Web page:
[CJ, PSW, SRW] Photos PSW and SRW

Thursday, 11 February 2010

11th February 2010

A beautiful day on the islands today with light easterly wind, not a cloud in the sky, the first snow drops appearing - it felt like spring even if it that is still a few weeks away!

The Pale-bellied Brents still numbered c150 and there were 4 Grey Herons around the islands today. A slight increase in Shelduck numbers to 200 was nice and other wildfowl included two drake Red-breasted Mergansers and a fine drake Eider which flew past the North End, although there was no sign of the Velvet Scoter (perhaps it has simply drifted further out).

Also off the North End were the large numbers of 'big' gulls but still nothing unusual amongst them ... yet ...

Waders were much in evidence with nice counts of 3,000 Knot, 1,500 Dunlin, 380 Curlew, c100 Turnstone and 7 Bar-tailed Godwit, although Purple Sandpiper numbers dropped to just four birds (11 yesterday).

The highlight of the day was also a wader species as a huge flock of 350 Black-tailed Godwits flew over the Observatory buiding and headed high out to sea off to the North; a very good count for Hilbre of a Dee estuary 'speciality'; unfortunately no photographers were present to capture them in all their glory.

Winter resident passerines still present included Wren (3), Dunnock (2), Robin (2), Blackbird (2) and Song Thrush (3) supplemented by the arrival late afternoon yesterday of six Linnets which were still present today feeding at the South End.

Finally, two Common Buzzards were found circling over the East Hoyle sand bank before they drifted off eastwards over the Royal Liverpool Golf Course; no dount they thought it was spring too!

DB

Wednesday, 10 February 2010

10th February 2010


A Marsh harrier (possibly a young male) flew across the shore by Little Eye at 09.15hrs this morning. It continued on towards the north east before being put off by a cool stiff north-easterly wind and it veered eastwards and gained height as it crossed the Royal Liverpool Golf Course. The bird was spotted by an observer following the tide back, but fortunately observers on the island were alerted by mobile phone and got onto the bird before it drifted off. It is a most unusual record at this time of year with most Marsh Harriers passing Hilbre in April/May or August/September (although there has been one wintering on the Dee estuary at Parkgate).

It was obviously a day for raptors in the bright sunshine as yet another Sparrowhawk circled gradually westwards being mobbed by the resident Carrion Crows. Offshore the Velvet Scoter was found some way out off the North End and seems determined to spend the rest of the winter here.
There were lots of large gulls off the North End but no 'white wingers' could be found. On the passerine front a Rock Pipit remained around the North End and a Meadow Pipit was on Middle and a few Blackbirds and Song Thrushes remain on the main island.
Brents remained in good numbers with at least 140 present including several family parties such as this one (two adults and a young bird on the right).
(DB et al )

Sunday, 7 February 2010

7th February 2010


Plenty of fog around first thing but it gradually cleared enabling a look about the island, but there was no sign of the 4 Snow Buntings or the Corn Bunting (a true Hilbre rarity) that was feeding at the north end and seen by a regular visiting birder yesterday. Brent were counted at the 150 mark or thereabouts and the Velvet Scoter was later reported as still present.

Highlight of the morning was when a Sparrowhawk landed on the lower obs gate for a short while (left and below left).
Still 5 Blackbirds and 3 Song Thrushes wintering on the island, and two other long stayers in the shape of a Robin and a Dunnock (right) were retrapped and found to have put on considerable weight in the few months since first being ringed.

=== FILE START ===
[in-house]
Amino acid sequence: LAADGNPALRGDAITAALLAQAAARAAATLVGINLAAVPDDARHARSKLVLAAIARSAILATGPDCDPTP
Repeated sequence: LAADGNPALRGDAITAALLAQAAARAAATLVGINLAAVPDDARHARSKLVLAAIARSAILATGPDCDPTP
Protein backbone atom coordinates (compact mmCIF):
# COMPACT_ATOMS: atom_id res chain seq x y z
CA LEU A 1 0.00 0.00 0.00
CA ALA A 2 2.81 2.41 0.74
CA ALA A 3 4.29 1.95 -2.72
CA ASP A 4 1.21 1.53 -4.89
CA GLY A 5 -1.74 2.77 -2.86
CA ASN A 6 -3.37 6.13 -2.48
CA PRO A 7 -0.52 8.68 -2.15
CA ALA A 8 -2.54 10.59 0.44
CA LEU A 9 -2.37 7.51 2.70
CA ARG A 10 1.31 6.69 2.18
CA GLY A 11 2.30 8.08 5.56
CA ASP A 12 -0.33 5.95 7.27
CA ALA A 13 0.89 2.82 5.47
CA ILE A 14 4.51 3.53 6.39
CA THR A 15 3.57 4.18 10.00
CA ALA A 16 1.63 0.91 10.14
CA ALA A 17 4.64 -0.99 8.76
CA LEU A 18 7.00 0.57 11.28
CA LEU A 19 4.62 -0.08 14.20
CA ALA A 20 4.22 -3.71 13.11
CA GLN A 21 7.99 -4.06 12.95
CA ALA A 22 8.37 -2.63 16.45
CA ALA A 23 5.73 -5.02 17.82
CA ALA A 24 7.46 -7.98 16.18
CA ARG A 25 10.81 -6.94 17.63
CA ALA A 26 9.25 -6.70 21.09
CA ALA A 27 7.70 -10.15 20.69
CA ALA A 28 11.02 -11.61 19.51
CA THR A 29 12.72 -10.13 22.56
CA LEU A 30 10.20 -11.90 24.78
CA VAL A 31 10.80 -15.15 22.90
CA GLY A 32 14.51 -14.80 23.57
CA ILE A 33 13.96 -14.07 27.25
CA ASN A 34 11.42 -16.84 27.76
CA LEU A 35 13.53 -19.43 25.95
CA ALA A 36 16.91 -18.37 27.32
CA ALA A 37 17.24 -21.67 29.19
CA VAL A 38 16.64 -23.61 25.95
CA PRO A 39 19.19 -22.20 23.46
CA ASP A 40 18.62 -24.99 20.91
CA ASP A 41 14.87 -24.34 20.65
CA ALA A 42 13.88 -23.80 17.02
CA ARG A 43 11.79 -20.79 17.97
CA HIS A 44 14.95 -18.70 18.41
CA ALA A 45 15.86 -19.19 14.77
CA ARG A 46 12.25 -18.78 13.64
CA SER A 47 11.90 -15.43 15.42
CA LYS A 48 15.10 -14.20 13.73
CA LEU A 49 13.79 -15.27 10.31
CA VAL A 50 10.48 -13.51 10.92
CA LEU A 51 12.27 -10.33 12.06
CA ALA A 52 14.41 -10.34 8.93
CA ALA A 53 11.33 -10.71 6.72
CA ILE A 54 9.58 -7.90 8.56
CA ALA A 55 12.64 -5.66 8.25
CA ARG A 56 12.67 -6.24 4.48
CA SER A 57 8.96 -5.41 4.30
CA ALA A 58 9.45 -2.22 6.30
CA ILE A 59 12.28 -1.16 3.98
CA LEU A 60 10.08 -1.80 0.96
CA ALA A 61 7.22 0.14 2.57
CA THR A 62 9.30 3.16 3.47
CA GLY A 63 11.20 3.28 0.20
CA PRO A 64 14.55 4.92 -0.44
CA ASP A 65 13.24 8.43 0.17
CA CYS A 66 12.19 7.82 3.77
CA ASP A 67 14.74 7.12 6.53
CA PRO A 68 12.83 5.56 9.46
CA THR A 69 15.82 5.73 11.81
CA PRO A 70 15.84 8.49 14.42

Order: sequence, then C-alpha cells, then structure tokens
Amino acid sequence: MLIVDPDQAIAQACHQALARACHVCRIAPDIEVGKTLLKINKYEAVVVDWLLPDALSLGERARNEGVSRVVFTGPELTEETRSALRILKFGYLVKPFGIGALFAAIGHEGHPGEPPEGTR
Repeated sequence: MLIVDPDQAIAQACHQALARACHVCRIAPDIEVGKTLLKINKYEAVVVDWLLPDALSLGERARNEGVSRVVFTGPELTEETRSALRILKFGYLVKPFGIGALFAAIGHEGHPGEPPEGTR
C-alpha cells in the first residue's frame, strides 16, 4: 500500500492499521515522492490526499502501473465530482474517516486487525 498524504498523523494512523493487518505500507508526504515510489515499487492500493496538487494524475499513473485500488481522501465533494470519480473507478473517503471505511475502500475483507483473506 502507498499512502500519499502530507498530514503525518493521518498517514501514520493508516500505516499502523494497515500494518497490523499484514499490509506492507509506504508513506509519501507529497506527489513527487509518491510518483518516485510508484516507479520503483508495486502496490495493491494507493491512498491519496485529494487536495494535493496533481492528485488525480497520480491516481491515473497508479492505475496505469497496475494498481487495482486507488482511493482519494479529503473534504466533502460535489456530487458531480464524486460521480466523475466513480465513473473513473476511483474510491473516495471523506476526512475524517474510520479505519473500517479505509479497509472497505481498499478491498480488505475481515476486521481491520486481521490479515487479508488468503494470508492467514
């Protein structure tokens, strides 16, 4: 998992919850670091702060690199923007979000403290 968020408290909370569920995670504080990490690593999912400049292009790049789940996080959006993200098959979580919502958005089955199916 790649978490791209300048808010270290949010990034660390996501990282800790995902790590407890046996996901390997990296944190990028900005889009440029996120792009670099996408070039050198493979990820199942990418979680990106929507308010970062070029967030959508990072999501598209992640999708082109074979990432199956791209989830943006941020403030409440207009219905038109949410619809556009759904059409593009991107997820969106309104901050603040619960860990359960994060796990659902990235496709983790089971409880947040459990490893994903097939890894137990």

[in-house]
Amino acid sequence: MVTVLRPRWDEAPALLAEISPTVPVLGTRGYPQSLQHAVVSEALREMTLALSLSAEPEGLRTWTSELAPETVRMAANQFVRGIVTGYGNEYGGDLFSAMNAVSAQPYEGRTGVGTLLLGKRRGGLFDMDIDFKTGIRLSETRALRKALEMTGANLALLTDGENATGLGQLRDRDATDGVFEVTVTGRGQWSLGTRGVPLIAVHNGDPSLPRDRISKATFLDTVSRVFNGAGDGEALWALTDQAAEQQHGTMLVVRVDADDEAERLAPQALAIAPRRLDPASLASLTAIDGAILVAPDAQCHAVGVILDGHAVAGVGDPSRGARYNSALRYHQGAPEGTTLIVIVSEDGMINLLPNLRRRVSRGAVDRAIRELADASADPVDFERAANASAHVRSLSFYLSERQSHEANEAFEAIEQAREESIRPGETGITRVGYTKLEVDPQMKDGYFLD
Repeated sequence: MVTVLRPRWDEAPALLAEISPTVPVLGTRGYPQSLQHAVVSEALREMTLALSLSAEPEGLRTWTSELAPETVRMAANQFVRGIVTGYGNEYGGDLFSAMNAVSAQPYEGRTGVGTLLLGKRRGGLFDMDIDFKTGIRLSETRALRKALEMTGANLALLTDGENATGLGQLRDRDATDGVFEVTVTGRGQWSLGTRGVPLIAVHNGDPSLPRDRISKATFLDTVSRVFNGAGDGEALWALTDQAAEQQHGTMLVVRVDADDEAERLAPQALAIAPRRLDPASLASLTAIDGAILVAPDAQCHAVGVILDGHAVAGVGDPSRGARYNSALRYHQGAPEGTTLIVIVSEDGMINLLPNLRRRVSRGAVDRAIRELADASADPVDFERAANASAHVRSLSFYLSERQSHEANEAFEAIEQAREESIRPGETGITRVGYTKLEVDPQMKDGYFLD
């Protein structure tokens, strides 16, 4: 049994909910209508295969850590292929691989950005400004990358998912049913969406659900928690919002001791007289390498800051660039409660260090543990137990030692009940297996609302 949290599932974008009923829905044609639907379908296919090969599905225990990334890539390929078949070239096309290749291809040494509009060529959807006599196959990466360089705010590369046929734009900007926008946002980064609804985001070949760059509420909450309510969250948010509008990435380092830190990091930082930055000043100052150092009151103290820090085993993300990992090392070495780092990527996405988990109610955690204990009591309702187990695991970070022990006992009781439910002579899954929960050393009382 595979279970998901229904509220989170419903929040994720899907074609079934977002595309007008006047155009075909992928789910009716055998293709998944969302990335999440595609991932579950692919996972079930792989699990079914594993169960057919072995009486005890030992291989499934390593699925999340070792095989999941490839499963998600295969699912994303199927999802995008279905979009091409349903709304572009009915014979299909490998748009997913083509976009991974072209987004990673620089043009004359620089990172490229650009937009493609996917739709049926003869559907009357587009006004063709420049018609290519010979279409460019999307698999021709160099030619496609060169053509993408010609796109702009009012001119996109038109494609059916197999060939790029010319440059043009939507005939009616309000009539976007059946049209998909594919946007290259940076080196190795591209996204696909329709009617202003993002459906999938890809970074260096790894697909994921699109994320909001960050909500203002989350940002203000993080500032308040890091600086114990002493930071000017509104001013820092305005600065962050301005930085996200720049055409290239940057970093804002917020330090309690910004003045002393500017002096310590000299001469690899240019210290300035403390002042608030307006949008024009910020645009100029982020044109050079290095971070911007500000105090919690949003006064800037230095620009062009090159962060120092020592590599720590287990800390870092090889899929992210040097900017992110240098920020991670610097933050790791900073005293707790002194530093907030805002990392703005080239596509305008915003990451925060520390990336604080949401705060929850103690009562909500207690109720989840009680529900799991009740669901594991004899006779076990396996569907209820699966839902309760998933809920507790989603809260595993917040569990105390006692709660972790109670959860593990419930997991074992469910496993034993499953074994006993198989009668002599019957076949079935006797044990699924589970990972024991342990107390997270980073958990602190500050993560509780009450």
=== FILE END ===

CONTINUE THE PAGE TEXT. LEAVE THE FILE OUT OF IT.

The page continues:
(JE,SRW,TGW) photos JE & SRW (Sprawk left)

Saturday, 6 February 2010

6th February 2010

A productive low tide visit to Hilbre was made today by a regular visitor.
There were 4 Snow Buntings over at 08:15, and a Corn Bunting (a very rare Hilbre bird) was feeding at the north end and gave a short splutter of song from bushes by the telegraph building before moving towards the paddocks. The Velvet Scoter was still seen and 138+ Brent Geese counted. Other duck included 5 Red-breasted Merganser, 30 Wigeon, 2 Teal off the north end, and 350 Wigeon in the channel east of Middle, while 250 Pinkfeet Geese flew northeast in two skeins, Other birds of interest were a Sparrowhawk, a Peregrine, 2 Wood Pigeon and 2 Stock Dove over going South.
per SH

Thursday, 4 February 2010

4th February 2010


A quick look around before the fog rolled in saw the Brent still at about 150 (photographed left with both colour ringed birds together,[click to enlarge]), just 4 each of Great Crested Grebes and Red-breasted Mergansers, 2 Red-throated Divers and 5 Grey Herons.
Six Meadow Pipits and 3 Linnets were more than of late, they may possibly be breeding birds returning early to inspect the island.
The low tide early morning at this time of the cycle was a good opportunity to see the build up of the honeycomb worm (sabellaria alveolata) reef at the bottom of the tide gauge (right).
(DB,CJW) photos CJW

Wednesday, 3 February 2010

3rd February 2010

Just a single Red-throated Diver today but there were 11 Red-breasted Mergansers and several good duck records. A flock of 60 Wigeon flew south followed by another flock of 20, a Pintail and a male Scaup were seen, also the Velvet Scoter that has been off the north end for the last week. Thirty five Shelduck were logged today (on some visits recently none could be found), also a high count of 670 Curlew and 7,000 Oystercatchers.
(DB)

Tuesday, 2 February 2010

2nd February 2010

Another good sea watch today on a very high tide, with the sea coming underneath the sea watching hide on occasions (left). Red-throated Divers (below) were as numerous as Great Crested Grebes. Thirty eight Divers were counted but none of the rarer species could be found, but the Velvet Scoter (see 28th January) stayed within good viewing distance off the north end for the whole 3 hour period, although frustratingly never near enough to be photographed. Others on the sea were 6 Red-breasted Mergansers, 10 Common Scoter and very briefly a Harbour Porpoise broke the surface in the telescope field of one observer.
Middle Eye (below) hosted 750 Herring Gulls and a few thousand Oystercatchers while what was left of Little Eye was crowded with Cormorants. Eight Purple Sandpipers were seen after the tide, whilst around the trapping area were the usual Song Thrushes and Blackbirds and best of all a female Blackcap that evaded capture.
Ringed :- 1 Song Thrush
(CJ,CS,MGT) [ 22] photos CJ